Tips for the Sandwich Generation

December 3, 2017

The term Sandwich Generation has changed meaning since it was first coined back in 1981 by social worker, Dorothy Miller. The phrase originally described women between ages 30 through the 40s who were “sandwiched” between their young children, spouses, employers and aging parents.

Today, it still refers to a challenging juggling act, but the demographics have changed — now their parents are living longer and the experience is felt by both men and women in their 50s and beyond. Because of this extended life expectancy, the costs incurred by the Sandwich Generation can add up, even if your parents have been diligent about saving for their own future care.

And then there’s a group called “club sandwich” or “triple decker” to describe caregivers of three generations: their parents, kids, and either grandparents or grandchildren.

According to the Pew Research Center, 1 of every 8 Americans aged 40 to 60 is raising a child and caring for a parent. When you consider that Census Bureau statistics indicate that the number of older Americans aged 65 or older will double by the year 2030, to over 70 million, it’s critical that sandwich generation cohorts not lose sight of their own financial goals even as they support their families.


Start a college savings plan for your younger children. Your financial responsibilities to your children must take precedence over those to your parents, because who else can your children look to?

Set priorities and boundaries with adult children. If your adult child is unable to find a job and turns to the Bank of Mom and Dad for help, you must define some limits and repayment terms, and do it in writing.

Who will care for the aging parent? Caring for the elders can take an emotional toll, because not all siblings and family members will agree on how to take care of a parent. Put your expectations and limits of time and money to be spent in writing, especially for the benefit of other siblings or family members—who will be the primary caregiver, and who will pay for what, etc.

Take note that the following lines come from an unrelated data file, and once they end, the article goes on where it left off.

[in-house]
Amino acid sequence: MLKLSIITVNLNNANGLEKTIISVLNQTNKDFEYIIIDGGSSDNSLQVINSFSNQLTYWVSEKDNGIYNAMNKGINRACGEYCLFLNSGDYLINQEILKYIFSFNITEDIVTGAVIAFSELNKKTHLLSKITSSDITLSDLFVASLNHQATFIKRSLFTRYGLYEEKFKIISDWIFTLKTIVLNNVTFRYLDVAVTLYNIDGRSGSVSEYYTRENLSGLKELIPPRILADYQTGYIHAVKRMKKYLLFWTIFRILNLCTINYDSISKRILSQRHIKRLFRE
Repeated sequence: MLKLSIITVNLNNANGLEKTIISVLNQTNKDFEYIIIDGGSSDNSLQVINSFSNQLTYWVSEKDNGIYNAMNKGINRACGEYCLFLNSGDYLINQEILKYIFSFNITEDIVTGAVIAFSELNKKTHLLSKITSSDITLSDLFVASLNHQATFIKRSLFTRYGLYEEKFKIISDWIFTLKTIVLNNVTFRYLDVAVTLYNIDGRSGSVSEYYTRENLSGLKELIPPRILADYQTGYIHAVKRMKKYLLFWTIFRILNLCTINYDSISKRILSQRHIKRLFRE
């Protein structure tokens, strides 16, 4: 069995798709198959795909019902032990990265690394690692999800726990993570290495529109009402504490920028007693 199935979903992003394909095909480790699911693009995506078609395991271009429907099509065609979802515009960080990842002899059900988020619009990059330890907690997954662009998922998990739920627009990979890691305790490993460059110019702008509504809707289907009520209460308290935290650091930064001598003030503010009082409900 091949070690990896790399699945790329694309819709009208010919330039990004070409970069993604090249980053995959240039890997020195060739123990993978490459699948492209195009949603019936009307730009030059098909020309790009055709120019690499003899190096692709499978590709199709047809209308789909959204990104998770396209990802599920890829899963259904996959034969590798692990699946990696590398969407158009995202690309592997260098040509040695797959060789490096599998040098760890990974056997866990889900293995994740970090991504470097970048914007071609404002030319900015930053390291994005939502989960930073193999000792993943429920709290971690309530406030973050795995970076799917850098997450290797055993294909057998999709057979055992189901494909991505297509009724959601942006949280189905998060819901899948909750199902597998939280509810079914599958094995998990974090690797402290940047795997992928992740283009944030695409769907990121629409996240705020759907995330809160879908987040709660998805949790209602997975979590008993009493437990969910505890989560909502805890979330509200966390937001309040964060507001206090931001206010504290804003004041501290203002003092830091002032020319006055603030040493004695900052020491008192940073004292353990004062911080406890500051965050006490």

Keep all documents handy. Decide who will manage and keep all records that are related to advanced and end-of-life care, plus power-of-attorney for medical care and financial matters.

Protect your own means of livelihood. Avoid leaving or taking an extended break from your job, as retirement benefits and Social Security will be permanently decreased. Trying to re-enter the workforce at the previous pay level may not be possible.

Merge households. It may not be the most harmonious living arrangement, but elder parents living with adult children definitely saves money on expenses like home owner’s insurance, taxes, child care, long-term care, and so on.

Don’t dip into your retirement savings. Never compromise your own financial future to take care of a parent. You risk passing on the loss to your own children.

Continue saving despite family obligations. Although you may feel strapped between your mortgage, raising children, and shouldering some of the cost to care for your parents, try to sock some money away.

Encourage long-term care insurance for parents. The sooner they buy it, the less expensive it should be, so don’t wait until your parents are in their 70s and/or get ill before you bring up the subject.

Government assistance. Check your local government Medicaid office to see if there are any reimbursement programs for caretakers under the state and federal government’s Cash &Counseling program. Reaching out to the people and organizations that can help you and taking some financially wise steps can transform the job of supporting family from a burden to an obligation of love and pride.

Seek professional financial guidance. Being a part of the sandwich generation can be tough emotionally and financially. A professional money manager can offer advice on the best solutions for all concerned.

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